Heather Phillips is a senior at Texas Wesleyan University. We congratulate her on winning the 2017 Hackard Law Academic Scholarship! Heather writes powerfully about her close relationship with her grandparents, and how she protected them from elder financial abuse and undue influence.
I spent the majority of my formative years living with my grandparents in Southern California. I grew up attending a chapel I endearingly referred to as an "old people church." Every Sunday, I sang old hymns and southern gospel songs in the choir, and afterward, I would join my grandparents and all their friends for brunch. When I was seven, my great grandfather passed, leaving my grandparents to care for my great grandmother. Consequently, I spent over six years of my childhood living with my great grandmother. She was a gregarious and kind old woman, seventy-five years my senior. She told me stories about her immigration to the United States, both world wars, and raising children through the great depression. We were incredibly close; I even spent the last few summers of her life volunteering and the Senior Day Center she attended because I wanted to be sure she was safe. My close relationship with my grandparents and my great grandmother fostered a unique appreciation for the elderly, but also made me cognizant of their susceptibility to manipulation.
People over the age of sixty-five are the fastest growing demographic in the nation; they are also the group most vulnerable to abuse and fraud. As a society that over-glorifies youthfulness, perhaps the most perilous form of elderly abuse is seated in the negative attitudes towards older people and the stigmatization of the aging process. Elderly care is a community issue, and only through collective awareness and understanding can we as a society provide safety and security for the people who build this country before us. Prevention starts with education. At an early age, we must teach our children to respect and revere their elders, and as adults we must show compassion and educate ourselves of common threats facing the elders of our communities. As individuals, we must ensure that the older people in our lives do not live in social isolation and have a strong network of people they can trust.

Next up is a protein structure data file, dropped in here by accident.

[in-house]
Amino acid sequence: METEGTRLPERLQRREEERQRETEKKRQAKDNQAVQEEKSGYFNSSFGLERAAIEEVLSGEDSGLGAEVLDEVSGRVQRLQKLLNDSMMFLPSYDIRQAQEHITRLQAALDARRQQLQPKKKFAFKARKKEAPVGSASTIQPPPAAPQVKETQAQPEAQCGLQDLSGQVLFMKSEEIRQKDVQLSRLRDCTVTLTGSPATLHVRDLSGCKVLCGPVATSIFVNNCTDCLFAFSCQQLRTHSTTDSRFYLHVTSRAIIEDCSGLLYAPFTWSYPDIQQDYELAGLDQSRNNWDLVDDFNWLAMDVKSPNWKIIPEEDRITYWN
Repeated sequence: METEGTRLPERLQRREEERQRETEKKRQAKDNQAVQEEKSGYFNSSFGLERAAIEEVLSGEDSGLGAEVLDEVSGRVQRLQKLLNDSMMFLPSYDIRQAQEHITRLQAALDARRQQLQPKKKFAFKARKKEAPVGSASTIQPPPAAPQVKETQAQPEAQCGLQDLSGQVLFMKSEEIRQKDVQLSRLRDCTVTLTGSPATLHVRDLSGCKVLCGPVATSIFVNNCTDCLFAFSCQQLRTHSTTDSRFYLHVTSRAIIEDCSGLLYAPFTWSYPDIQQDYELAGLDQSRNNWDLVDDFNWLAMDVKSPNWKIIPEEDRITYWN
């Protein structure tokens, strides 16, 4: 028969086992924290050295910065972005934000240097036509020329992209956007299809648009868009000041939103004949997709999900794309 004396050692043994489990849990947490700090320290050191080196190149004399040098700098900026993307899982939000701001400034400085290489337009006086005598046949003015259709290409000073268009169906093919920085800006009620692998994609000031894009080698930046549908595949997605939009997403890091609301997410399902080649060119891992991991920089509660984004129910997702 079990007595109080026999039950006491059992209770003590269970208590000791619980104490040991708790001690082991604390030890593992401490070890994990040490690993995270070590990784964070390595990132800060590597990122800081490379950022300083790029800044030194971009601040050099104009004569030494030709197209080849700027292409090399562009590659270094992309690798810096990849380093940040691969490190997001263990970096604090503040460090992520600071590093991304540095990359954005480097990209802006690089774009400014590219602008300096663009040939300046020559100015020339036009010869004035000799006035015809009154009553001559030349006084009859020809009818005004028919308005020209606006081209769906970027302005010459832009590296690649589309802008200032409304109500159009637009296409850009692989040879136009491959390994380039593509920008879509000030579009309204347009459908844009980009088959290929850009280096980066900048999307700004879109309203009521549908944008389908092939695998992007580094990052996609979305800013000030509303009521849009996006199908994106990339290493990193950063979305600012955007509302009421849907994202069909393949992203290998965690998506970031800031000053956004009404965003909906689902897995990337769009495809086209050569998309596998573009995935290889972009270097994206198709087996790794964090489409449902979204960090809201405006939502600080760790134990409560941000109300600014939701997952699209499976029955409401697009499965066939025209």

I am still close to my grandparents, and I am doing my best to balance my instinct to protect them with their desire for autonomy. When I decided to go to law school, my grandparents made me the executor of their estate for their three children - the beneficiaries. All three of my grandparent's children, who have a strong distaste for one another, have shown a growing interest in my grandparent's finances and are each attempting to exert their influence over my grandparent's estate. In an effort to combat their vulnerability, I took my grandparents to a lectures series on wealth management and estate planning. We learned a lot, and I am constantly trying to further their understanding so they may have peace of mind in their financial decisions. I always encourage them to have an open dialogue with the family about their will and to never allow one single family member to have complete influence. Together we found a reputable wealth management group that will help them make the right investments so they can afford to enjoy the rest of their lives.
Working with my grandparents for the last few years has undoubtedly influenced my career path. I have always had a passion for law, but now I have a budding passion for finance and want to ensure that all people, especially the elderly, never fall victim to fraud or undue influence.